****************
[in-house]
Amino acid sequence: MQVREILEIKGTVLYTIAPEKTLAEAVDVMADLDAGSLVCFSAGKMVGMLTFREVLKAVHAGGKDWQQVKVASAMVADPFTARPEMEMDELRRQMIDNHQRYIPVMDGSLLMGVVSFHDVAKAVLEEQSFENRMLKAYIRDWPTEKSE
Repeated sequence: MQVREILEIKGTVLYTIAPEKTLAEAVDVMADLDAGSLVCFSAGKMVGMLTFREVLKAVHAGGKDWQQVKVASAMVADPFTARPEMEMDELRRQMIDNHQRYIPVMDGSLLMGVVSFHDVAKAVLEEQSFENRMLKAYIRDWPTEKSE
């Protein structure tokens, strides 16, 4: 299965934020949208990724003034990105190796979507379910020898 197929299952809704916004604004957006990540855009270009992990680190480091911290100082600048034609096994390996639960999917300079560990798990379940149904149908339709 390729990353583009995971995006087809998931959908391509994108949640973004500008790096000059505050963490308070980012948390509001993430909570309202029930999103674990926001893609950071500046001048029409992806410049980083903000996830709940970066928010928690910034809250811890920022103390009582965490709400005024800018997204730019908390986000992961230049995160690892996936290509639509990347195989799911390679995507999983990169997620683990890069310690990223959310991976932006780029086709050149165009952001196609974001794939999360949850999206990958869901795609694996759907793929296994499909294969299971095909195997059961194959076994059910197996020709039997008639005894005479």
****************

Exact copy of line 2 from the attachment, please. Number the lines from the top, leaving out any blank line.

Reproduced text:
Amino acid sequence: MQVREILEIKGTVLYTIAPEKTLAEAVDVMADLDAGSLVCFSAGKMVGMLTFREVLKAVHAGGKDWQQVKVASAMVADPFTARPEMEMDELRRQMIDNHQRYIPVMDGSLLMGVVSFHDVAKAVLEEQSFENRMLKAYIRDWPTEKSE